dLocal: An emerging cross-border payments provider

While not nearly as big as Shopify, dLocal is a key player in the cross-border e-commerce market. It enables enterprises to get paid and make cross-border payments seamlessly and securely. Enterprise customers heavily lean on dLocal for assistance in this space: On average, the company's merchants used the platform in seven different countries with 65 payment methods in the first half of 2021. 

Many big-name enterprises like Amazon and Uber (UBER 5.53%) have opted to become dLocal customers instead of trying to build their own capabilities in-house because of the massive complexity of managing payments in dozens of different countries. The effort needed to safely switch dollars to seven different currencies to pay out local merchants can be immense, and even the biggest global companies have decided to let dLocal handle this. 

As a result, the company is growing rapidly and has extreme pricing power. Second-quarter 2021 total payment volume increased 319% from the year-ago quarter to $1.5 billion, and its revenue increased 186% to $59 million. The company is profitable, earning $18 million in the second quarter of 2021. What should blow investors away is its net retention rate, which was 196% for the second quarter. This means that customers who spent $100 in the second quarter of 2020 spent $196 in the second quarter of 2021, demonstrating dLocal's incredible pricing power and ability to increase the customer's usage rates.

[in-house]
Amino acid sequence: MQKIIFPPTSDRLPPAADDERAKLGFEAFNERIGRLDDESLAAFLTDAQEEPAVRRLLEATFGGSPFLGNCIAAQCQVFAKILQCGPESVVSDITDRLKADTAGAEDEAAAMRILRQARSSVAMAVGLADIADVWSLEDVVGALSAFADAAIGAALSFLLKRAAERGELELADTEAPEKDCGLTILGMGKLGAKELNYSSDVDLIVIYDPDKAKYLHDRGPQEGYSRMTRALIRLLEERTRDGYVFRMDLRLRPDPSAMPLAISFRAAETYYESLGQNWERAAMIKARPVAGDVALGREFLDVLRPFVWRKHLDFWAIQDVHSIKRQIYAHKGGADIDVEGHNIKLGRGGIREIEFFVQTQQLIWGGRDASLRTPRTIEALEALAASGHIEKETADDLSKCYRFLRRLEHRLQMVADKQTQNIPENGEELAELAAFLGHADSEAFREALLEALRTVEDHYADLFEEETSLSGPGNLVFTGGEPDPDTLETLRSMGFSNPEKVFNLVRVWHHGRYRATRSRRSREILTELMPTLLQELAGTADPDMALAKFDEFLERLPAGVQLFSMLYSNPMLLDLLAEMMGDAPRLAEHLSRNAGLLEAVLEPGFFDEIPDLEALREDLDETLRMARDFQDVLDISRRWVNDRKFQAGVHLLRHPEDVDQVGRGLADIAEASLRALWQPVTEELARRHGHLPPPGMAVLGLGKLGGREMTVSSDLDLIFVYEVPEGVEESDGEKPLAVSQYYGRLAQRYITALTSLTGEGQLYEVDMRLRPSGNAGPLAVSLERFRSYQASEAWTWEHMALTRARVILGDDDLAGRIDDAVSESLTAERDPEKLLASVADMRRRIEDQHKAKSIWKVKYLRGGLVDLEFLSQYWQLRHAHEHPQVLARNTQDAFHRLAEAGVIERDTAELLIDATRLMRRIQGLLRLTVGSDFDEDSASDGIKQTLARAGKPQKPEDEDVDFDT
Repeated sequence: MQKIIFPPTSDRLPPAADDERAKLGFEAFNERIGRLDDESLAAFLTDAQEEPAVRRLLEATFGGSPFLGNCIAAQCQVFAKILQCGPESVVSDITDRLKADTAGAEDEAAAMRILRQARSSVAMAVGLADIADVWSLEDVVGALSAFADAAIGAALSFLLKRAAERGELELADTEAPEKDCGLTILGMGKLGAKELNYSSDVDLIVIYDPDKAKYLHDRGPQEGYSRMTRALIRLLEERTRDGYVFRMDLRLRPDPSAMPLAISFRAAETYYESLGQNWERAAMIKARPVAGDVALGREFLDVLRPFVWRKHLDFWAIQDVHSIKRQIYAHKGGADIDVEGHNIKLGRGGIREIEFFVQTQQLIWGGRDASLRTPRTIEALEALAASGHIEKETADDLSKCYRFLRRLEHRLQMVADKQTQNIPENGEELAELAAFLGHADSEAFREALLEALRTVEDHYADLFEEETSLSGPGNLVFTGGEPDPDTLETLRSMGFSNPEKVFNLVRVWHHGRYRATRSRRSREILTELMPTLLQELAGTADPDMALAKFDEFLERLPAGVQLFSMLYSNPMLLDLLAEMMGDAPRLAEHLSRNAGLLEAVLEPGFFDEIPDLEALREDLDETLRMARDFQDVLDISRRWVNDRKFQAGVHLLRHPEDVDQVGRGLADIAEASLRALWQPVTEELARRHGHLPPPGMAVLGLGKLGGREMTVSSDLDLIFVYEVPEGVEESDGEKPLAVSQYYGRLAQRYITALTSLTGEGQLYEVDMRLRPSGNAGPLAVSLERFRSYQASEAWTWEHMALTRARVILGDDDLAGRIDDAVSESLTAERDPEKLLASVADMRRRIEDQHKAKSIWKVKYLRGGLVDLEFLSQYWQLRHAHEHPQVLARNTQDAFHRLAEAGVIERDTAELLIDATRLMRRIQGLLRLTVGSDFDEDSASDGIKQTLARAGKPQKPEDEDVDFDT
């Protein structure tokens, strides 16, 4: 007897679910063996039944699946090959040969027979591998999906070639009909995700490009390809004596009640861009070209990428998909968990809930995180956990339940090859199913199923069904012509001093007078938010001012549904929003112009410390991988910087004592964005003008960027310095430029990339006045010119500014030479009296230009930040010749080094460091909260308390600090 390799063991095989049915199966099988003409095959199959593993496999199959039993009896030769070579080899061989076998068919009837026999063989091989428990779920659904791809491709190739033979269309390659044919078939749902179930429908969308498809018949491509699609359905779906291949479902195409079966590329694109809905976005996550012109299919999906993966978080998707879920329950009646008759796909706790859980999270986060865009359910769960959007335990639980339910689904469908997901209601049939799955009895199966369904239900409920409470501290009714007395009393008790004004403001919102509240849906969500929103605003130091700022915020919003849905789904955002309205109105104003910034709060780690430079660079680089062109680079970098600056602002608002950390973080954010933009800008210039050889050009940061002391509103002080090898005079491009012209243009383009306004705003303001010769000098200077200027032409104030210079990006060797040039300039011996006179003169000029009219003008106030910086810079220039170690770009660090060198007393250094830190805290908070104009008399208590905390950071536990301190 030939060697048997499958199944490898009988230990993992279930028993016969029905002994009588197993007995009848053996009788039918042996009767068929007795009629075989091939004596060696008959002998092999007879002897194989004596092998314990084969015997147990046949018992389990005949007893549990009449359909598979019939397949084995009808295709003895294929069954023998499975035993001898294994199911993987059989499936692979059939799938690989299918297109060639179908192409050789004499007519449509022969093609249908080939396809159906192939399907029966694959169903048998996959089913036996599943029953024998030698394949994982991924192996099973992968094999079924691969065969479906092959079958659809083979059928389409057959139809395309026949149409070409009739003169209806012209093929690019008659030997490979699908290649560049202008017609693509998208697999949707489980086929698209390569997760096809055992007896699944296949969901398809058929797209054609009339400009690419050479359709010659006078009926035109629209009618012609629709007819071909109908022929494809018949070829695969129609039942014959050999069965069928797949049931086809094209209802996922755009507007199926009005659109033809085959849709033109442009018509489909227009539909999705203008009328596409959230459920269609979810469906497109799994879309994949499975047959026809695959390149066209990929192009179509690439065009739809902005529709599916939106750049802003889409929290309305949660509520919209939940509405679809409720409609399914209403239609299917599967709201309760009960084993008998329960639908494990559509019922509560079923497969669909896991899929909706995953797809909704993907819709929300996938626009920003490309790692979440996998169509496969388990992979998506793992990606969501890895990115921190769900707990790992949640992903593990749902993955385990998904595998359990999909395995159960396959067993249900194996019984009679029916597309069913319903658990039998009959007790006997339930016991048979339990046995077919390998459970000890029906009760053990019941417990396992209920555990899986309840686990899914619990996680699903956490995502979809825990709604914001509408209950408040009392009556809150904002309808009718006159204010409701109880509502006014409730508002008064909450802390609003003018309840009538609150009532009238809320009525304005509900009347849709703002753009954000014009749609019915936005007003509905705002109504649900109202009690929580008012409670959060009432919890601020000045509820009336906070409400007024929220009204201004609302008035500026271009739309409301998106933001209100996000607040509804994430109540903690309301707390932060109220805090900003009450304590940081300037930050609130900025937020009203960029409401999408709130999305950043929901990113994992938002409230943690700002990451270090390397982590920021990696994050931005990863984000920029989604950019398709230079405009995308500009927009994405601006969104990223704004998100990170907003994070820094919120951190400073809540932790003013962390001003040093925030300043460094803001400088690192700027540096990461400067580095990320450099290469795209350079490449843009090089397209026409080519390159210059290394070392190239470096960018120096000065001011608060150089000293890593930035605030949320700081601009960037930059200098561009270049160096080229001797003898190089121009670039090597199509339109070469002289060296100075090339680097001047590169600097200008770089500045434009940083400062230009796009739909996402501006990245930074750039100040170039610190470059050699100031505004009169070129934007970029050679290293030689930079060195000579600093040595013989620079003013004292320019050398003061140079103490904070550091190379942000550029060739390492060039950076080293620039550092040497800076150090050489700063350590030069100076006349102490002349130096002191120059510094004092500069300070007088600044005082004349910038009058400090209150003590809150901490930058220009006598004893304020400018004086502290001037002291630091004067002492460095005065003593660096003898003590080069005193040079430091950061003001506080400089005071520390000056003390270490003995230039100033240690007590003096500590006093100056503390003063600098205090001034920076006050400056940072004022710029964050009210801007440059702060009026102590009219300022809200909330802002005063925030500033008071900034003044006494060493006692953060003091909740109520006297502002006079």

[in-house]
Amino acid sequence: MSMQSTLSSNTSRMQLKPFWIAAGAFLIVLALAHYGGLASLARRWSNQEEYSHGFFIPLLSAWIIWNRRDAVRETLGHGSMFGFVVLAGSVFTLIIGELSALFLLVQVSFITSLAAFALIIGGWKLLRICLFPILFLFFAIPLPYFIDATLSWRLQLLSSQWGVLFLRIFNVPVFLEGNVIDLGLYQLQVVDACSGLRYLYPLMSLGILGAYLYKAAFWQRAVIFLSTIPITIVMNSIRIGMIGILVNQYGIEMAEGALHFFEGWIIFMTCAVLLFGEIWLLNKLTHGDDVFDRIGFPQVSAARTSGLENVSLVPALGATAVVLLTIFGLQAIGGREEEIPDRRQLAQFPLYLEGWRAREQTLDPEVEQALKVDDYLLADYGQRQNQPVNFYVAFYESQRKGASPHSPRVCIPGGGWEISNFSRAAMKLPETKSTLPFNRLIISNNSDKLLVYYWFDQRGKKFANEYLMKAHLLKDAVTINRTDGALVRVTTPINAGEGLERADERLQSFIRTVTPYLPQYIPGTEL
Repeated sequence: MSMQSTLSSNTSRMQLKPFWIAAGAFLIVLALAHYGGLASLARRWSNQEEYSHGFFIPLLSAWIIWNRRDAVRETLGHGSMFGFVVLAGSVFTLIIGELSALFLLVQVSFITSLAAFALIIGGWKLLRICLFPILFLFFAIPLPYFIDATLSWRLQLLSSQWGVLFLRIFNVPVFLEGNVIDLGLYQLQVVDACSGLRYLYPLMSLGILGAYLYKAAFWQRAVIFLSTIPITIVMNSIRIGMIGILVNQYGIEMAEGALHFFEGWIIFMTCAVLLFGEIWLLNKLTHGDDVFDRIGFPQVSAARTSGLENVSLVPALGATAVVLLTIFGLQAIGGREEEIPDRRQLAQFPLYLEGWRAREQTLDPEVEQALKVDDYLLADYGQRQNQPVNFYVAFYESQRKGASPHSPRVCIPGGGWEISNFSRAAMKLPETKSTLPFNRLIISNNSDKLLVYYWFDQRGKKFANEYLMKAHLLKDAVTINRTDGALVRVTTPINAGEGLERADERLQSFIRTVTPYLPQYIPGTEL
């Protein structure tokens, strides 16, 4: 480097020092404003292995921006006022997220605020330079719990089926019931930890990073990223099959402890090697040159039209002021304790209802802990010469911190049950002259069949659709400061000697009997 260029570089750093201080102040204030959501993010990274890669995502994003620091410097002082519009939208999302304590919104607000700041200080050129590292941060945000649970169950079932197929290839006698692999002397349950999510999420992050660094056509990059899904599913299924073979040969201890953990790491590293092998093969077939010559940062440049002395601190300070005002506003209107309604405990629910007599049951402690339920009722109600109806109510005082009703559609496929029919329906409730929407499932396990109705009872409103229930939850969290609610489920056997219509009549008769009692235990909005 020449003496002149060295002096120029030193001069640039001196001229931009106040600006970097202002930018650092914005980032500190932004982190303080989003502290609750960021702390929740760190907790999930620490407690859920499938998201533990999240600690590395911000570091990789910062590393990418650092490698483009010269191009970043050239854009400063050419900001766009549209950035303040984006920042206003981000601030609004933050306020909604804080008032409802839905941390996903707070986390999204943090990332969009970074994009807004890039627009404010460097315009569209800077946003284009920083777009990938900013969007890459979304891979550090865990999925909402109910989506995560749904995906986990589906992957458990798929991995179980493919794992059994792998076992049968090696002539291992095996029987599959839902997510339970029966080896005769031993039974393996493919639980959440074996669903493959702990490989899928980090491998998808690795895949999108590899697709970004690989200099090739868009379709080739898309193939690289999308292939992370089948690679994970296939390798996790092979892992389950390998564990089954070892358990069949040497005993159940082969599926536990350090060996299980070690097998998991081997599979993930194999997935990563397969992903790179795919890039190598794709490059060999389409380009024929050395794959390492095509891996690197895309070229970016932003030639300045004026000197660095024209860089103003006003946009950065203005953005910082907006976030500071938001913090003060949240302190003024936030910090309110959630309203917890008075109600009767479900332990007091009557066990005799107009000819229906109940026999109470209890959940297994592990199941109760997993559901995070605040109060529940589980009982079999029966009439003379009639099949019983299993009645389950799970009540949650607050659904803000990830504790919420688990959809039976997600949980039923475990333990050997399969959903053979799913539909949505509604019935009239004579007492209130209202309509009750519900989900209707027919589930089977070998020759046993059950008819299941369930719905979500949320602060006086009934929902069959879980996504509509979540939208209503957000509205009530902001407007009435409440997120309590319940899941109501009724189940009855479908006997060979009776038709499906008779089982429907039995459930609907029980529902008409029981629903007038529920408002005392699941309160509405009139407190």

Considering its customer base, the probability of enterprises building this in-house is slim, and the barriers to entry for a competitor to do something similar are astronomically high. The breadth of knowledge about the countries in which it operates, along with the relationships the company establishes with local financial institutions, make it incredibly hard for a competitor to replicate dLocal's business.

Therefore, the major risk for this company is its sky-high valuation. At 106 times sales, tremendous success is priced into the company. On the other hand, very few tech companies are growing as fast as dLocal, and this high valuation should be expected. This company is clearly of major importance within the global marketplace, which is why I think dLocal is a stock to buy and hold forever.

John Mackey, CEO of Whole Foods Market, an Amazon subsidiary, is a member of The Motley Fool's board of directors. Jamie Louko owns shares of Amazon and Shopify. The Motley Fool owns shares of and recommends Amazon and Shopify. The Motley Fool recommends Uber Technologies and recommends the following options: long January 2022 $1,920 calls on Amazon, long January 2023 $1,140 calls on Shopify, short January 2022 $1,940 calls on Amazon, and short January 2023 $1,160 calls on Shopify. The Motley Fool has a disclosure policy.